Commodifying compliance? UK urban music and the new mediascape

Ilan, J. (2014). Commodifying compliance? UK urban music and the new mediascape. Tijdschrift over Cultuur & Criminaliteit, 4(1),

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Abstract

Subcultural theory and cultural criminology have traditionally viewed ‘underground’ youth movements as providing images of deviance/resistance which the cultural industries harvest to turn a profit. The logic follows that street and sub cultures imbue products with a ‘transgressive edge’ that increases their appeal within youth markets. This paper uses the example of UK ‘grime’ music to demonstrate how this dynamic cannot be viewed as applying universally in contemporary times. Where their street orientated content is censured, many grime artistes express a desire for commercial success which would ultimately emerge through muting their rhetorical links to crime and violence and explicitly championing ‘mainstream’ values. This case is used as an empirical cue to explore the use and critique of the concept of ‘resistance’ within cultural criminology and subcultural theory. The paper problematizes commodification of resistance discourses as they apply to the rugged culture of the streets and indeed its supposed ‘oppositional’ character where disadvantaged urban youth clearly embody and practice the logic of neoliberalism. It furthermore suggests that certain critiques of cultural criminology go too far in denying any meaning to criminality and subcultural practice beyond consumer desire. Ultimately, the concept of ‘defiance’ is suggested as a useful tool to understand the norms of and behaviours of the excluded.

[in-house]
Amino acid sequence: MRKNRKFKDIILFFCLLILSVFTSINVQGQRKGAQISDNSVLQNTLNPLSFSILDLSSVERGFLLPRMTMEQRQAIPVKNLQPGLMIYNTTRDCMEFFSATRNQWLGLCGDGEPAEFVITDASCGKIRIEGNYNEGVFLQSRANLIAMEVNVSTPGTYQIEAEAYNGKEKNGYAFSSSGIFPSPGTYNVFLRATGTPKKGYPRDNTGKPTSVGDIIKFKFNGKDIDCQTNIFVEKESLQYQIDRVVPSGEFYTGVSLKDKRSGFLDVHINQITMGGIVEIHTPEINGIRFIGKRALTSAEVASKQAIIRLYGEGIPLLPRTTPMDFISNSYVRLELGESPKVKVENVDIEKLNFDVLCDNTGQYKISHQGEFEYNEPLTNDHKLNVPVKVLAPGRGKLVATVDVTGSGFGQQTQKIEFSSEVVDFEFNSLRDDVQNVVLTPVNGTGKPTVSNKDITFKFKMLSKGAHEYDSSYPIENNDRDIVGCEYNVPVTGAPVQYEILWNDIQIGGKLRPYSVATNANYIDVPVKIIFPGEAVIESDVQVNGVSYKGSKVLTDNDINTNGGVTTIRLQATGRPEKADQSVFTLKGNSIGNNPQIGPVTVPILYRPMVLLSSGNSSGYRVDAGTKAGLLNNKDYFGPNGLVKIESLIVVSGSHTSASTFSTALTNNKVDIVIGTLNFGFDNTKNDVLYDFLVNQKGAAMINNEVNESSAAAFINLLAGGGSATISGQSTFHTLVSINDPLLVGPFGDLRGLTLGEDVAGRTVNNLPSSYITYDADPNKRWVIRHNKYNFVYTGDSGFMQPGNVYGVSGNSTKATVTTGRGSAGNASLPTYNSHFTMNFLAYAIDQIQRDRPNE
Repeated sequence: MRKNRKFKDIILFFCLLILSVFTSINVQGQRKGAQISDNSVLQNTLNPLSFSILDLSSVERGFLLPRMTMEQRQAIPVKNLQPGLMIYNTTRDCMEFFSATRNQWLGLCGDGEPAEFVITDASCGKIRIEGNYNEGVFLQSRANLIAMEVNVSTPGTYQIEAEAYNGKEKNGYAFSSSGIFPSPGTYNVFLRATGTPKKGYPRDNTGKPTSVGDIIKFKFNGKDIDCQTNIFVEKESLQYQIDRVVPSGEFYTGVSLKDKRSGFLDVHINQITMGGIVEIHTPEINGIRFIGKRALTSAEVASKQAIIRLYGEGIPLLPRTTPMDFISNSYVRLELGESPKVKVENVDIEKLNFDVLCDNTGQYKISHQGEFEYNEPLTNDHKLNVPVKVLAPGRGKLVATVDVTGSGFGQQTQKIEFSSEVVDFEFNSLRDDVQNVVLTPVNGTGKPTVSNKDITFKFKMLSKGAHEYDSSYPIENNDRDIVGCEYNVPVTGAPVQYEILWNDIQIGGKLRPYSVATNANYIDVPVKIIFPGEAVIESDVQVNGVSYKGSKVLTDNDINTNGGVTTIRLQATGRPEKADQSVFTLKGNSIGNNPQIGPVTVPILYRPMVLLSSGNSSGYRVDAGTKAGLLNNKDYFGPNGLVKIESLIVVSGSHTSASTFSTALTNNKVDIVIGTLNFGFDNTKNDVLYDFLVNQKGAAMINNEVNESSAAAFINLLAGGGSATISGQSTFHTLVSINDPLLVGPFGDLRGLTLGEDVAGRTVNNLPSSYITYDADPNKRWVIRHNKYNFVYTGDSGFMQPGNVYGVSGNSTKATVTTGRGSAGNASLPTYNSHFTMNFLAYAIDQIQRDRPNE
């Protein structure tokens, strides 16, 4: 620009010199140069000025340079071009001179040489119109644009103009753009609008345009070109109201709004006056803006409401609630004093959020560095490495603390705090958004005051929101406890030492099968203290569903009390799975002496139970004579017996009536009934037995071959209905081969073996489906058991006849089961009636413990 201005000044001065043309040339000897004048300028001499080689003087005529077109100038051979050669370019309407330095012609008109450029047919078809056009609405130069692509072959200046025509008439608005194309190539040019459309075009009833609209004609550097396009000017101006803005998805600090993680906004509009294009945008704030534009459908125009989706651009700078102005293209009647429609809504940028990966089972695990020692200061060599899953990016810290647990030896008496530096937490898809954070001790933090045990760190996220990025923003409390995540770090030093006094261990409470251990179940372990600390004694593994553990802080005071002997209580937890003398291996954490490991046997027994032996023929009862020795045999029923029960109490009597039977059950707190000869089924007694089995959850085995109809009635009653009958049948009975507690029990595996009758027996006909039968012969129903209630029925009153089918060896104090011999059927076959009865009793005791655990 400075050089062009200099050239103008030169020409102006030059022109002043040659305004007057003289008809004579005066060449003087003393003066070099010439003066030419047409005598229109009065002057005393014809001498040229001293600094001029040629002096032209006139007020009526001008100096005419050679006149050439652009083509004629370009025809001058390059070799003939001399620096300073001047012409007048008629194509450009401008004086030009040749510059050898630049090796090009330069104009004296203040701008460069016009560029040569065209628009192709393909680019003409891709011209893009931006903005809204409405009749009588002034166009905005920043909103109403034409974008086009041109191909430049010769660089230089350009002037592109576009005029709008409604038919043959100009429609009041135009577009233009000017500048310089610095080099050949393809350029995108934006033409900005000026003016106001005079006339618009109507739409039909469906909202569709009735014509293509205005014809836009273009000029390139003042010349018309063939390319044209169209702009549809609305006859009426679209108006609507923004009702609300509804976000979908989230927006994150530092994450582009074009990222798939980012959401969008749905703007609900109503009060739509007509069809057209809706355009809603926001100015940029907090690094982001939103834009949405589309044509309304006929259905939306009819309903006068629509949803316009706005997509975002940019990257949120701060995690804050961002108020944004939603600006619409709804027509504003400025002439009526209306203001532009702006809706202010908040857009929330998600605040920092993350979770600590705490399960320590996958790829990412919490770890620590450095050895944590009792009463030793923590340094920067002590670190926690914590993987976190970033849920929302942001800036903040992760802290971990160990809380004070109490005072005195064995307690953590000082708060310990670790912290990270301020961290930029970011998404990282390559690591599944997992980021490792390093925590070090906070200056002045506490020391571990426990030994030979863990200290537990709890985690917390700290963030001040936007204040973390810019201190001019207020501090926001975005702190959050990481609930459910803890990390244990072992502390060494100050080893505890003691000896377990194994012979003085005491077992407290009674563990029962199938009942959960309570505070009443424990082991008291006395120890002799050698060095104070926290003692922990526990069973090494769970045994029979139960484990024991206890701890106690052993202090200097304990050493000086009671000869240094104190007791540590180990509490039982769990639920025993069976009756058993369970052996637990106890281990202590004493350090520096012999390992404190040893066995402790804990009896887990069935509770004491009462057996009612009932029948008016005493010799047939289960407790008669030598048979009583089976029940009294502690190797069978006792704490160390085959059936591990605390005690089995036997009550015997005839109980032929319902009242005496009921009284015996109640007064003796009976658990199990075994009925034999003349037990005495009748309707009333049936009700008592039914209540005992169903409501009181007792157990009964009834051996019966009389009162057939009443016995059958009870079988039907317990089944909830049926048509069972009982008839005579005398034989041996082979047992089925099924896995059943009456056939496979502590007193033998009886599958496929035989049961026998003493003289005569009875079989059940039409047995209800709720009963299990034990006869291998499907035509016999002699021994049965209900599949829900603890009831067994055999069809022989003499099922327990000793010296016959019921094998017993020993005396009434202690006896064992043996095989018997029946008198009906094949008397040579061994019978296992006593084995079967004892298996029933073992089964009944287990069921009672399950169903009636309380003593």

Item Type: Article
Additional Information: © 2014, The Author
Subjects: H Social Sciences > HM Sociology
Divisions: School of Social Sciences > Department of Sociology
URI: http://openaccess.city.ac.uk/id/eprint/16760

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